CSE opposed pretty much all taxes and government regulations on the industries that underwrote it. It received $7.9 million from the Kochs alone between 1986 and 1993, along with other considerable contributions from the oil, sugar, and tobacco industries. Big tobaccocontributed at least $5.3 million to CSE between 1991 and 2002; individual corporate donors included General Electric, Exxon, Hertz, and Philip Morris.
Appointed the first chairman of CSE was a 49-year-old former Libertarian and once and future Texas congressman named Ron Paul.
By 2002, although Paul had moved on, CSE had another idea for pushing its program: a “U.S. Tea Party project.” Its website featured a page that called for “another symbolic protest in the best tradition of our Founding Fathers.” It claimed that “our U.S. Tea Party is a national event, hosted continuously online, and open to all Americans who feel our taxes are too high and the tax code is too complicated.”
Then, on Dec. 16, 2007, the 234th anniversary of the Boston Tea Party, Paul’s presidential campaign held a fund-raiser in Boston. The rally was replete with protesters in full Minuteman garb and even a fife and drum corps. Some 400 supporters of the candidate met on the steps of the Massachusetts State House in Boston, then marched through the snow to Faneuil Hall, where they listened to speeches from Paul’s son Rand, and similar speakers. Out of respect for environmental regulations, the revolutionaries did not dump any tea in Boston Harbor but, The Boston Globe reported, tossed “banners that read ‘tyranny’ and ‘no taxation without representation’ into boxes that were placed in front of an image of the harbor.’ ”
The Boston march attracted the attention of Patrick Bailey, then a student at Georgia Tech. Bailey would be one of many younger recruits to the Tea Party from what he described as the “left,” or at least a sort of lefty libertarianism. He had begun to question, as a summer student in Barcelona, Spain, in 2006, the traditional conservative views he’d been brought up with. He started “reading a lot of Glenn Greenwald,” he said, but was attracted to the “ideological consistency” of Ron Paul.
As conservative columnist and Fox News contributor Michelle Malkin would point out, the Tea Party was far from being a bunch of Koch brothers drones, no matter how much money the billionaires spent. It had its own grassroots appeal, drawing thousands of regular Americans into political activism for the first time and building its own political culture. But it didn’t take long for the Koch brothers’ Astroturf organizations to recognize their low-tax, lax-regulation agenda in the new movement and see an opportunity to leverage it. Perhaps aware that people were becoming hip to their earlier methods of buying influence, the Kochs and their spokespeople made a pro forma denial that they “in any way direct [the Tea Party’s] activities” or fund them. David Koch told New York magazine, “I’ve never been to a tea party event. No one representing the tea party has ever approached me.”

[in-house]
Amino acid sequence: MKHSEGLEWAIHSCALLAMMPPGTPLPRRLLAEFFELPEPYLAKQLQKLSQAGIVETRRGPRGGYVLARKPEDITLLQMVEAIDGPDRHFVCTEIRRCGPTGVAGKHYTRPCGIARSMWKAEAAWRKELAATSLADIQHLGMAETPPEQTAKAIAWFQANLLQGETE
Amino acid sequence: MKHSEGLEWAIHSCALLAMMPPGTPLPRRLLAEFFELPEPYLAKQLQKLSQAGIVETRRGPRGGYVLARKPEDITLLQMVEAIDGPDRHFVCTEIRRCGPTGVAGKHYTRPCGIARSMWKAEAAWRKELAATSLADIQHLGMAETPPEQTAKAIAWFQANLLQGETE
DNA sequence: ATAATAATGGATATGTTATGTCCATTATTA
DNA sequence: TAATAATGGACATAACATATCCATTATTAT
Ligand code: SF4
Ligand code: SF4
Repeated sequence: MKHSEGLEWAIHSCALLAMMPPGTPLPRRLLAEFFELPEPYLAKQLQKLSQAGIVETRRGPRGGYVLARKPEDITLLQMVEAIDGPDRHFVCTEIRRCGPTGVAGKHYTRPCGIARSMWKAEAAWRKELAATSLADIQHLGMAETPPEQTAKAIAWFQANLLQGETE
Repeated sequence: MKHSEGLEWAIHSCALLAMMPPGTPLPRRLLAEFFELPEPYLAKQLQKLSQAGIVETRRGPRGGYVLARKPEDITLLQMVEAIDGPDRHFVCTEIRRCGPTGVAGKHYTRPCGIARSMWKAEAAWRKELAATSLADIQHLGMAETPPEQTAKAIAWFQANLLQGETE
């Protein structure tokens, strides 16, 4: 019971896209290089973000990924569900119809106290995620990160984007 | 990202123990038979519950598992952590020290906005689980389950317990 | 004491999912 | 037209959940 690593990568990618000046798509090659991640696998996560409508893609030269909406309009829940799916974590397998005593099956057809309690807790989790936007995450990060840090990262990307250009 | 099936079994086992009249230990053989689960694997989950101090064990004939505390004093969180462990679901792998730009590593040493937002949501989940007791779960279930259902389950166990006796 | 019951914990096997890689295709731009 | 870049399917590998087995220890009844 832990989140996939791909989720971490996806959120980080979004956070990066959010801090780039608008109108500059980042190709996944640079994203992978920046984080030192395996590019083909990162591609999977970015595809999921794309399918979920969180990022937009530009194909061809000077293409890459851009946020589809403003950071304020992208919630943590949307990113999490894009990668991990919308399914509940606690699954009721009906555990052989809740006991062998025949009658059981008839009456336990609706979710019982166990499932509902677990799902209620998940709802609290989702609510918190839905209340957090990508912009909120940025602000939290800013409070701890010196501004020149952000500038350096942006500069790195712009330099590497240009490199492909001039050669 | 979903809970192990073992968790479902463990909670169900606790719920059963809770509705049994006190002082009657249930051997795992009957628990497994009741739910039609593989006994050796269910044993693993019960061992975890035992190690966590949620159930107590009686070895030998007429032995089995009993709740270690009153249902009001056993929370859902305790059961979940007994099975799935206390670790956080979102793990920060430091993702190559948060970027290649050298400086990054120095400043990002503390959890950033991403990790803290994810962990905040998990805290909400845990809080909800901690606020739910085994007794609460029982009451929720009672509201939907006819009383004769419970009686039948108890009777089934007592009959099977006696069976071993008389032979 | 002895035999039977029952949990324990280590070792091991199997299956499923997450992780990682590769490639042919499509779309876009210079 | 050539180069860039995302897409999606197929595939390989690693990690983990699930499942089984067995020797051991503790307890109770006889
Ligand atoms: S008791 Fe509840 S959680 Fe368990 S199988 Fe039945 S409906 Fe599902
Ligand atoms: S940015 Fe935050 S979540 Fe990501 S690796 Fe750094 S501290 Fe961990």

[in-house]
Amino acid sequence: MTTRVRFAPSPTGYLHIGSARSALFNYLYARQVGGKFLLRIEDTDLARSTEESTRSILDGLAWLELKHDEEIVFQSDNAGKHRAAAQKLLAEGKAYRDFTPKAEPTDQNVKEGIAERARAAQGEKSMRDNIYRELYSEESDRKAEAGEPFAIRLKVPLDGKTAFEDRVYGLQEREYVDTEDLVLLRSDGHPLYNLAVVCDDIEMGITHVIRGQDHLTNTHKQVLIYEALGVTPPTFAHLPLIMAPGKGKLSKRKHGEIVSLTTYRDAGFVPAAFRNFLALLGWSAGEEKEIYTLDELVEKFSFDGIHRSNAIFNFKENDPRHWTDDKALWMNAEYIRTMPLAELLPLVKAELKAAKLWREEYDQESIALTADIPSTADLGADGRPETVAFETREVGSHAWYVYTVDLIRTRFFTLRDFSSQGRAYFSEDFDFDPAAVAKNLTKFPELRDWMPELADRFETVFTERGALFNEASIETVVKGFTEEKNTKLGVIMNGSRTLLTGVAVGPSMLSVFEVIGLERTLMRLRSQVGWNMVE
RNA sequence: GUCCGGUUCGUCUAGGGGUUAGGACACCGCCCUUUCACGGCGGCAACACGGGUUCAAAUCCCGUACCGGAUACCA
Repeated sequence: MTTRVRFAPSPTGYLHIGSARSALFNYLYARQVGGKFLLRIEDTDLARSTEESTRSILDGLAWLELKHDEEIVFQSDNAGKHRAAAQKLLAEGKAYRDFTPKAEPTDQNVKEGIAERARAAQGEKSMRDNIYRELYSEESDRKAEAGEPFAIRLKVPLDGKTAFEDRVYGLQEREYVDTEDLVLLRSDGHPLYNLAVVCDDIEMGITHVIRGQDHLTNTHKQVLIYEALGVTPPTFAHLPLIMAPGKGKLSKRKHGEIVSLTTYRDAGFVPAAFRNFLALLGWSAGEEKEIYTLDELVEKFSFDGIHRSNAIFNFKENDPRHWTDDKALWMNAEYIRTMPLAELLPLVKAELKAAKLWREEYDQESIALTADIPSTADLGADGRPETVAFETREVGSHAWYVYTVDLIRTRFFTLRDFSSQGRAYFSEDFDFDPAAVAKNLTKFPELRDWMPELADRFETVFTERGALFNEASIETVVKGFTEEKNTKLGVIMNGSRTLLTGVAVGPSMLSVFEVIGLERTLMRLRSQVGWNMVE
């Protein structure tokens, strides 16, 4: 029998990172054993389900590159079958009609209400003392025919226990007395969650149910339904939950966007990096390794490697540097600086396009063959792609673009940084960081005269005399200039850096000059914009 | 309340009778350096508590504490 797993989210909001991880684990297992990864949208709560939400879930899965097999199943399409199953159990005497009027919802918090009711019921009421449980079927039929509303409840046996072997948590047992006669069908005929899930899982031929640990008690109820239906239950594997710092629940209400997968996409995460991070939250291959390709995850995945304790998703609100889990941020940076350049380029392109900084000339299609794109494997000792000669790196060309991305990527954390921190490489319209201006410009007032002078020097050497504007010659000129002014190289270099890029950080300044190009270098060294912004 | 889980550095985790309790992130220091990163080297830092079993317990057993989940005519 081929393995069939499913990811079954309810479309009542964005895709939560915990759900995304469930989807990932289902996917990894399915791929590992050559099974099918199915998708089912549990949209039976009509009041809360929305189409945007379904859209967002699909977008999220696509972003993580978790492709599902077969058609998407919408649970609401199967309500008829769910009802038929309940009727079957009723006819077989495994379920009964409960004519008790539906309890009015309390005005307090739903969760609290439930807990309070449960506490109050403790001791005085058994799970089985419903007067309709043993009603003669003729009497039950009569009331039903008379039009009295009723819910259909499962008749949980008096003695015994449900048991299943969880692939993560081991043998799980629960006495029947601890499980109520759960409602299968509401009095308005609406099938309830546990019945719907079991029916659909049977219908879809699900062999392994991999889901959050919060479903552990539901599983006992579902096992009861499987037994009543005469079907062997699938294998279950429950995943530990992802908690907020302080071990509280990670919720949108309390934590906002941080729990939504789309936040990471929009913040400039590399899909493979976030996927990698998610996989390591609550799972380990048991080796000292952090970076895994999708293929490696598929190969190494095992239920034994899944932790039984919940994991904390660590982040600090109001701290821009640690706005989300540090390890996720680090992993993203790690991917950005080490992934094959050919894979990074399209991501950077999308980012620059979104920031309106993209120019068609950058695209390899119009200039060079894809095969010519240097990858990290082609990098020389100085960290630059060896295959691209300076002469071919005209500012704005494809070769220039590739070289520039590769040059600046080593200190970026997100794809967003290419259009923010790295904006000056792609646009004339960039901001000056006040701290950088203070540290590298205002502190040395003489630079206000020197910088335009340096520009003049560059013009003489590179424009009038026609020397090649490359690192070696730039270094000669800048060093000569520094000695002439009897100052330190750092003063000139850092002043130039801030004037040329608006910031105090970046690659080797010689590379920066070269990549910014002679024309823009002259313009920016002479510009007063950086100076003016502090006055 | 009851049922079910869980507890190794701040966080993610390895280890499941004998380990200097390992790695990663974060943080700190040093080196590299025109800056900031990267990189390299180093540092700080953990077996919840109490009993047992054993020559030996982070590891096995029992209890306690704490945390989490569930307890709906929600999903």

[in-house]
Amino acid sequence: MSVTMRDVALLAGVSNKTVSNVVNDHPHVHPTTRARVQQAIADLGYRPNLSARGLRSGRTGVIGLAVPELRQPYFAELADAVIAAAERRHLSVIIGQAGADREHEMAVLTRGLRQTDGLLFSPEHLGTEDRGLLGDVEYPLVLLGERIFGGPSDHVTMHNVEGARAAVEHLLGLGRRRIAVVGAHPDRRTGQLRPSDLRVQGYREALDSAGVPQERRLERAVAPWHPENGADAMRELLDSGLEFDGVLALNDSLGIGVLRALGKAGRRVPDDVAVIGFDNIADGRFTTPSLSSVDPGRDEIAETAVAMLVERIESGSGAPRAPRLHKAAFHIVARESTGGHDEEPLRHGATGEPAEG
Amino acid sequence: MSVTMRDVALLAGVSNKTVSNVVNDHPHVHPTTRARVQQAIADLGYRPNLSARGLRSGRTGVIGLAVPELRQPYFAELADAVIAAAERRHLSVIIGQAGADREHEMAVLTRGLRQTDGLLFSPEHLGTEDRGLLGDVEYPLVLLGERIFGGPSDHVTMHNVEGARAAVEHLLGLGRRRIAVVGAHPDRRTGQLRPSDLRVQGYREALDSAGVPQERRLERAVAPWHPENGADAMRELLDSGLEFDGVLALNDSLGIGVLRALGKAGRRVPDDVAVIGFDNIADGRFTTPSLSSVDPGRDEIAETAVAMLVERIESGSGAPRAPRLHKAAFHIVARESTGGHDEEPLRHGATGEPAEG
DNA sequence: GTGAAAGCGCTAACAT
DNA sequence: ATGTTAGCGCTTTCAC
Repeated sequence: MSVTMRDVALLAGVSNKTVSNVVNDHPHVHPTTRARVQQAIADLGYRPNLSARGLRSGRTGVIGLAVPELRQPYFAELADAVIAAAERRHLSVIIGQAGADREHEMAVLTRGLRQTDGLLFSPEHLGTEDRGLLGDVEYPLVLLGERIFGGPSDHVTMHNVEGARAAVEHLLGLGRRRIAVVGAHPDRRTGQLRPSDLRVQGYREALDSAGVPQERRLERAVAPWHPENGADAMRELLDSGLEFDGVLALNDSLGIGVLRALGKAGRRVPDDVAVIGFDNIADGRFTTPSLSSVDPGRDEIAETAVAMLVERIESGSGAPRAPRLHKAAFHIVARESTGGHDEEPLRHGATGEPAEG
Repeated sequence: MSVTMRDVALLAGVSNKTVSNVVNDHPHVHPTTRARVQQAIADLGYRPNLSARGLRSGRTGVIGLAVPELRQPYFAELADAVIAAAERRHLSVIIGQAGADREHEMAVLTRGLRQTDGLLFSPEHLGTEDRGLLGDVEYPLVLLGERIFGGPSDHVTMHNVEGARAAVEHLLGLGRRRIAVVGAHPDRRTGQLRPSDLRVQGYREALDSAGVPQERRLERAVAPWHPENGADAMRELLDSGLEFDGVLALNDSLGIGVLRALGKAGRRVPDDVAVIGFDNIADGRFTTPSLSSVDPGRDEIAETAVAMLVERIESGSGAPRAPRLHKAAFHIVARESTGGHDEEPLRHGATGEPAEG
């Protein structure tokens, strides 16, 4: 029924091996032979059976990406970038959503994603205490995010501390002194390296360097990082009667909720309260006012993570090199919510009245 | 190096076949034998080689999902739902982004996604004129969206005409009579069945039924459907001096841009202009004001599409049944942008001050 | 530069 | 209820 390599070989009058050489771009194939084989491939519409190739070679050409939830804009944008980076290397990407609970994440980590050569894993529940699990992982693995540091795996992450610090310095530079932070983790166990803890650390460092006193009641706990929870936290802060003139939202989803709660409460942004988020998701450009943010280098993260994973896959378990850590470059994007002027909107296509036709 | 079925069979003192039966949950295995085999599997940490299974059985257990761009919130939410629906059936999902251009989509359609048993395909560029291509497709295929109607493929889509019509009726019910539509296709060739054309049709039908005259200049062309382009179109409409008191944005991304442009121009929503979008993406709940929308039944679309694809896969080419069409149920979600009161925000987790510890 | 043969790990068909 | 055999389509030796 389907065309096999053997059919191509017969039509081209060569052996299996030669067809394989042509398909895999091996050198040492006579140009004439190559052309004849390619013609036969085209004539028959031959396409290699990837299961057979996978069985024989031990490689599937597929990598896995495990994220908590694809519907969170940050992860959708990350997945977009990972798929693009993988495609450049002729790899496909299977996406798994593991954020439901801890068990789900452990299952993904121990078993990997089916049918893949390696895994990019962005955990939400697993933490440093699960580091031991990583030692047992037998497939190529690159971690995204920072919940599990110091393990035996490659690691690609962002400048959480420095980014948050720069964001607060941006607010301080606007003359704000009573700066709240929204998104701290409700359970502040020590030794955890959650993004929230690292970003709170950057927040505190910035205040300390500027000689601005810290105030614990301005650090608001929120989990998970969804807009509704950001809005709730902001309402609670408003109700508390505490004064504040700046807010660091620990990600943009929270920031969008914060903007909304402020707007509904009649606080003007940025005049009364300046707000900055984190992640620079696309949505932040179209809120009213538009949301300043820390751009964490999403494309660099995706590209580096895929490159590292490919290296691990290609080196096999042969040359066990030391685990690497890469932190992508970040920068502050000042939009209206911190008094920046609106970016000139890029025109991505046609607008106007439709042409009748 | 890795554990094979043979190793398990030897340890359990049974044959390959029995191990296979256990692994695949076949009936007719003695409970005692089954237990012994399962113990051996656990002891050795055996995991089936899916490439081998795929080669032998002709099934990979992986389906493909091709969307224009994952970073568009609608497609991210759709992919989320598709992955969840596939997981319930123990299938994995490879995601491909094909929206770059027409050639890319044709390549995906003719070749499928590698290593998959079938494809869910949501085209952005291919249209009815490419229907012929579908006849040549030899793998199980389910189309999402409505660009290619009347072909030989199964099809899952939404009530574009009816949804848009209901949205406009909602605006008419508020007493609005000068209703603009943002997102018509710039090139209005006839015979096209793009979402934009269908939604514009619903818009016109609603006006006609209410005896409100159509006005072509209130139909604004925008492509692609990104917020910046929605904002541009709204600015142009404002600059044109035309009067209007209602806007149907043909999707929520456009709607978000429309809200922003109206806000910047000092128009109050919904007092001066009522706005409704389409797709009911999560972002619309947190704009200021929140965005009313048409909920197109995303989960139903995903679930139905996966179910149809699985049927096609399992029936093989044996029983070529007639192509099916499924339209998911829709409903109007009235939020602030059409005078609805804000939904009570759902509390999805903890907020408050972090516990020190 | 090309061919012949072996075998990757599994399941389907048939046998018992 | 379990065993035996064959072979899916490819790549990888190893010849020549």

Yet it was easy for Jane Mayer to demonstrate that the Kochs’ fingerprints were all over it. Verification came willingly, even gleefully, from their own employees: Peggy Venable, a paid operative for the Koch-created Americans for Prosperity, announced at a training session for the Tea Party in 2010, “We love what the Tea Parties are doing, because that’s how we’re going to take back America!” She went on to spell out how AFP intended to train and educate Tea Partyers and had provided them with lists of public officials to be targeted for defeat that November.
The movement was made a reality by, among others, an obscure Kentucky radio host who got listeners to ship 1,500 bags of pork rinds to Sen. Chuck Schumer. Then there was the plucky, decidedly un-corporate Keli Carender, aka “Liberty Belle”—a young Seattle schoolteacher and former actor whom Malkin described not inaccurately as “a young conservative mom who blogs” and who had begun organizing her own antitax “Porkulus Protests” weeks before Santelli’s rant.
Down in the trenches—or down in your neighborhood—the Tea Party wasn’t a hired congressman or a Washington lobbyist but your friend and neighbor, other “liberty-minded people,” as Waverly Woods, at the time the owner of three tanning salons in Virginia Beach, Virginia, described them to TakePart.
Adam Brandon is president and CEO of FreedomWorks, an oil industry–funded lobbying group founded by former House Speaker Dick Armey that called for demonstrations against a 2009 Obama administration program intended to help people stay in their homes. Sal Russo, a longtime Republican political consultant, helped organized such rallies. Mark Kevin Lloyd’s business was a victim of the housing bust; Lloyd got involved in the Tea Party after seeing Rick Santelli’s rant. Today he is chair of the Virginia Tea Party Federation. Matthew Hurtt was a Republican Party activist in Tennessee in 2009 who organized disruptions of town halls held that year by Democratic members of Congress; he now works for a political data provider in Washington, D.C. Waverly Woods, whose tanning salon business was hit hard by an Affordable Care Act tax on such establishments, chaired two Tea Party chapters in Virginia before taking a job at The Leadership Institute, which trains conservative activists.